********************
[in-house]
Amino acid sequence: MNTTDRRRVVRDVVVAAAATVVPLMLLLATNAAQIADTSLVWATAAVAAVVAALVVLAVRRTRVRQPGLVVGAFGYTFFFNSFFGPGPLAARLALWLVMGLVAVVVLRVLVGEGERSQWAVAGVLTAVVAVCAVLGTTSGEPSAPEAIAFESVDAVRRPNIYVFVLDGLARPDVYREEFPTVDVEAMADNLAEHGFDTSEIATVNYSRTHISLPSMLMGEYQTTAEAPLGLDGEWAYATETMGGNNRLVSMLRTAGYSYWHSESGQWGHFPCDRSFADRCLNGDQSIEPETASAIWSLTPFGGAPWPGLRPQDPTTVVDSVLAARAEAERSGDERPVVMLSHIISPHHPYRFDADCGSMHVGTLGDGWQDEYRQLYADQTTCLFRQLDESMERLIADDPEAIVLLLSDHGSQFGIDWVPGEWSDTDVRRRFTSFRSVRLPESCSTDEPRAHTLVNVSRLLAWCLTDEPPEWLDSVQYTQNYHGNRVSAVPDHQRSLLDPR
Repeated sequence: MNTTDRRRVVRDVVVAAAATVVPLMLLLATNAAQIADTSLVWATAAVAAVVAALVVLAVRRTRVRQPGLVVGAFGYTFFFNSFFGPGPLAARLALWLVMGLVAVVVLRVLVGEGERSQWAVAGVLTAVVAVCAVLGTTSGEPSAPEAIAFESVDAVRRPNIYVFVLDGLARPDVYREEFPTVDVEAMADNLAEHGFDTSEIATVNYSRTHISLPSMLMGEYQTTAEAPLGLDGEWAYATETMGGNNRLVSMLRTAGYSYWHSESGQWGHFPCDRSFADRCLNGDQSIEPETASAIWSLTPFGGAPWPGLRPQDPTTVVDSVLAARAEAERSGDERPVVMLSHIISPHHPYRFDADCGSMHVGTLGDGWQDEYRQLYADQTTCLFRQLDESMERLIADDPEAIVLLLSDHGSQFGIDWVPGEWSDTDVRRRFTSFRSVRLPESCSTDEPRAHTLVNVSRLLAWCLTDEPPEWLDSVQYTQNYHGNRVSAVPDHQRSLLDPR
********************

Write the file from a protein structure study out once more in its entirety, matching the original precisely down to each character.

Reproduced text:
[in-house]
Amino acid sequence: MNTTDRRRVVRDVVVAAAATVVPLMLLLATNAAQIADTSLVWATAAVAAVVAALVVLAVRRTRVRQPGLVVGAFGYTFFFNSFFGPGPLAARLALWLVMGLVAVVVLRVLVGEGERSQWAVAGVLTAVVAVCAVLGTTSGEPSAPEAIAFESVDAVRRPNIYVFVLDGLARPDVYREEFPTVDVEAMADNLAEHGFDTSEIATVNYSRTHISLPSMLMGEYQTTAEAPLGLDGEWAYATETMGGNNRLVSMLRTAGYSYWHSESGQWGHFPCDRSFADRCLNGDQSIEPETASAIWSLTPFGGAPWPGLRPQDPTTVVDSVLAARAEAERSGDERPVVMLSHIISPHHPYRFDADCGSMHVGTLGDGWQDEYRQLYADQTTCLFRQLDESMERLIADDPEAIVLLLSDHGSQFGIDWVPGEWSDTDVRRRFTSFRSVRLPESCSTDEPRAHTLVNVSRLLAWCLTDEPPEWLDSVQYTQNYHGNRVSAVPDHQRSLLDPR
Repeated sequence: MNTTDRRRVVRDVVVAAAATVVPLMLLLATNAAQIADTSLVWATAAVAAVVAALVVLAVRRTRVRQPGLVVGAFGYTFFFNSFFGPGPLAARLALWLVMGLVAVVVLRVLVGEGERSQWAVAGVLTAVVAVCAVLGTTSGEPSAPEAIAFESVDAVRRPNIYVFVLDGLARPDVYREEFPTVDVEAMADNLAEHGFDTSEIATVNYSRTHISLPSMLMGEYQTTAEAPLGLDGEWAYATETMGGNNRLVSMLRTAGYSYWHSESGQWGHFPCDRSFADRCLNGDQSIEPETASAIWSLTPFGGAPWPGLRPQDPTTVVDSVLAARAEAERSGDERPVVMLSHIISPHHPYRFDADCGSMHVGTLGDGWQDEYRQLYADQTTCLFRQLDESMERLIADDPEAIVLLLSDHGSQFGIDWVPGEWSDTDVRRRFTSFRSVRLPESCSTDEPRAHTLVNVSRLLAWCLTDEPPEWLDSVQYTQNYHGNRVSAVPDHQRSLLDPR